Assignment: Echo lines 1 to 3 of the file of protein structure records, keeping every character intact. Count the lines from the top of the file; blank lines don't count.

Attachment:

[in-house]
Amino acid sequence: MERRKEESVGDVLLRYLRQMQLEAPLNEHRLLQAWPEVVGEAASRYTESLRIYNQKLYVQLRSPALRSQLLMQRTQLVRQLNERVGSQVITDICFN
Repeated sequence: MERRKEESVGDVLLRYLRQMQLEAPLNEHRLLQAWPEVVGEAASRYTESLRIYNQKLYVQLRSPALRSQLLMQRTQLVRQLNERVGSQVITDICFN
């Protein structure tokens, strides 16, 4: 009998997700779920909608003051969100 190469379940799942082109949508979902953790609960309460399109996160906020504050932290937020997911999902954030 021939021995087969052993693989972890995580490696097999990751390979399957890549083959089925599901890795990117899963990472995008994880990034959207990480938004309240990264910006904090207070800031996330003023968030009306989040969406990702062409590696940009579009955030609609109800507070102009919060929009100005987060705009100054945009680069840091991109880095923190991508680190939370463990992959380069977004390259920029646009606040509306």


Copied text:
[in-house]
Amino acid sequence: MERRKEESVGDVLLRYLRQMQLEAPLNEHRLLQAWPEVVGEAASRYTESLRIYNQKLYVQLRSPALRSQLLMQRTQLVRQLNERVGSQVITDICFN
Repeated sequence: MERRKEESVGDVLLRYLRQMQLEAPLNEHRLLQAWPEVVGEAASRYTESLRIYNQKLYVQLRSPALRSQLLMQRTQLVRQLNERVGSQVITDICFN